What are the symptoms of excess calcium?

Updated March 21, 2017

Excess calcium can occur when you consume too many calcium-rich foods or more calcium supplements than the suggested daily value. Some medical conditions also may influence how calcium is absorbed in the body; and result in excess calcium retention over time. There are several symptoms most identified with excess calcium.

Calcium-Rich Foods

Calcium-rich foods include milk, cheese, other dairy and salmon, as well as dark green vegetables and dried beans. According to the Health Castle website, the suggested calcium intake for adult men and women is 1,000 mg per day, with pregnant women adhering to the same allowance. Menopausal women are allowed 1,200 mg per day. Daily values beyond this range should be evaluated and approved by a medical professional.

Common Symptoms

The most common symptoms associated with excess calcium include: weak muscles, constipation and bloating, calcium stones (which may form in the urinary tract), weakened kidney function and low iron levels (calcium can prevent iron absorption in the body). Other symptoms may occur and should be evaluated by a medical professional.


People with high levels of calcium in the blood must see a doctor for testing. Known as hypercalcemia, excess calcium in the blood is caused when the parathyroid gland excretes too many PTH (parathyroid) hormones into the body. PTH hormones are part of a regulatory system that balances and maintains balanced levels of calcium in the body. When this system goes into overdrive (for any number of reasons), calcium levels increase and other conditions, like kidney stones, may result. Medication may be prescribed to treat this and other hypercalcemia-related problems.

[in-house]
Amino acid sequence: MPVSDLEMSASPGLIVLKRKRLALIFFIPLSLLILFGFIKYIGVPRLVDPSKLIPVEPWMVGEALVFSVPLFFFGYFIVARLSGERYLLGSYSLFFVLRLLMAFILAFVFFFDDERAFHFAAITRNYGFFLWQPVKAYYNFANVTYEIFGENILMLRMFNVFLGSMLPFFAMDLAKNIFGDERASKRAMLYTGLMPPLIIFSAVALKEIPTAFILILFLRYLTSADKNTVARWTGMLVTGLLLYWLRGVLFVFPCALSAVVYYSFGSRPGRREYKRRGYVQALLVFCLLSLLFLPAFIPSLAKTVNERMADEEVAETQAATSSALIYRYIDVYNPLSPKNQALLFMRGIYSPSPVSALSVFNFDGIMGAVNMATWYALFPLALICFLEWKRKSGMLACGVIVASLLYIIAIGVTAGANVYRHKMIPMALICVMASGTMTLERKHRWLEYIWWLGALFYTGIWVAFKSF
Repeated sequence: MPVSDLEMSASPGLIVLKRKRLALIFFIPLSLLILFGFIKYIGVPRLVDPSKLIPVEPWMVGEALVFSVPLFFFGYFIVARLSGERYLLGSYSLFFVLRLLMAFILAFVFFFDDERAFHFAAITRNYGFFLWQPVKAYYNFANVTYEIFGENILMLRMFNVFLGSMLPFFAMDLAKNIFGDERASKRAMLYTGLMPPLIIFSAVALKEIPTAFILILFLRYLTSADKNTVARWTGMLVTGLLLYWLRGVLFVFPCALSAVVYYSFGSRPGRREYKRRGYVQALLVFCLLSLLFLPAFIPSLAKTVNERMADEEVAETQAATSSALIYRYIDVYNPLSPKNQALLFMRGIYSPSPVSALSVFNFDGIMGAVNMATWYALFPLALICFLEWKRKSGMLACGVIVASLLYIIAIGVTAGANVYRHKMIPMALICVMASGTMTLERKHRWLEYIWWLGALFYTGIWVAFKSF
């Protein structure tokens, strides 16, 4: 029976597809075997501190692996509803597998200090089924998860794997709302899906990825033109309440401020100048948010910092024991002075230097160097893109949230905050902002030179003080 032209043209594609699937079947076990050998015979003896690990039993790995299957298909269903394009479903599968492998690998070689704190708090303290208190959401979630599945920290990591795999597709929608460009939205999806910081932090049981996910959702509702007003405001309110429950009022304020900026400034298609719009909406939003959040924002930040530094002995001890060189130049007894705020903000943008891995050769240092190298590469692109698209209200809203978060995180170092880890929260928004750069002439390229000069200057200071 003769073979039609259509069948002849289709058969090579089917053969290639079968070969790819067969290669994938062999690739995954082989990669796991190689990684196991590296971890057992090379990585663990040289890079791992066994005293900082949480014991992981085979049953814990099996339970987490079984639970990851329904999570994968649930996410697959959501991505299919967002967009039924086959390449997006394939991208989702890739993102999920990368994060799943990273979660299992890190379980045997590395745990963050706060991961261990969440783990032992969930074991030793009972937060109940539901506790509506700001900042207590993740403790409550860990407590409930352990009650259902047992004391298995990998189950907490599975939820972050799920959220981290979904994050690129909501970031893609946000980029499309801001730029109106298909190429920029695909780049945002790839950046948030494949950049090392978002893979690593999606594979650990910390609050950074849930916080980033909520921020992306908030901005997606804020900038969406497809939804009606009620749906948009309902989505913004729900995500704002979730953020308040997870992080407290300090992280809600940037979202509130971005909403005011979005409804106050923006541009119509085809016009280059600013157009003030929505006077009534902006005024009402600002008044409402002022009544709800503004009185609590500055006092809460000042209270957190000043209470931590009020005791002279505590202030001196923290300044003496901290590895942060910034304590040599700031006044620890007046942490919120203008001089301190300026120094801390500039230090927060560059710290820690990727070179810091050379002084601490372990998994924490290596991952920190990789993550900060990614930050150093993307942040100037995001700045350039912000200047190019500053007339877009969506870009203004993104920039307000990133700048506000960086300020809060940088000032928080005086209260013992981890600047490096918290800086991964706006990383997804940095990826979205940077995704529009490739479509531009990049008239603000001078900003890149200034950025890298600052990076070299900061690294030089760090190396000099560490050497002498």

Excess calcium in the body can age the skin, increase fatigue, slow mobility and lead to depression. If these conditions occur, or the eyes appear cloudy, the sufferer should stop taking any supplements that contain calcium as well as foods that are rich in calcium. Once calcium levels return to the recommended level, dairy products may be consumed again.


People with excess calcium in their bodies should avoid eating salmon, herring and tuna, because these foods can be harmful to the body when consumed while excess calcium is in the blood. Once calcium levels return to normal, these foods can be eaten again.

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About the Author

Charlie Gaston has written numerous instructional articles on topics ranging from business to communications and estate planning. Gaston holds a bachelor's degree in international business and a master's degree in communications. She is fluent in Spanish and has extensive travel experience.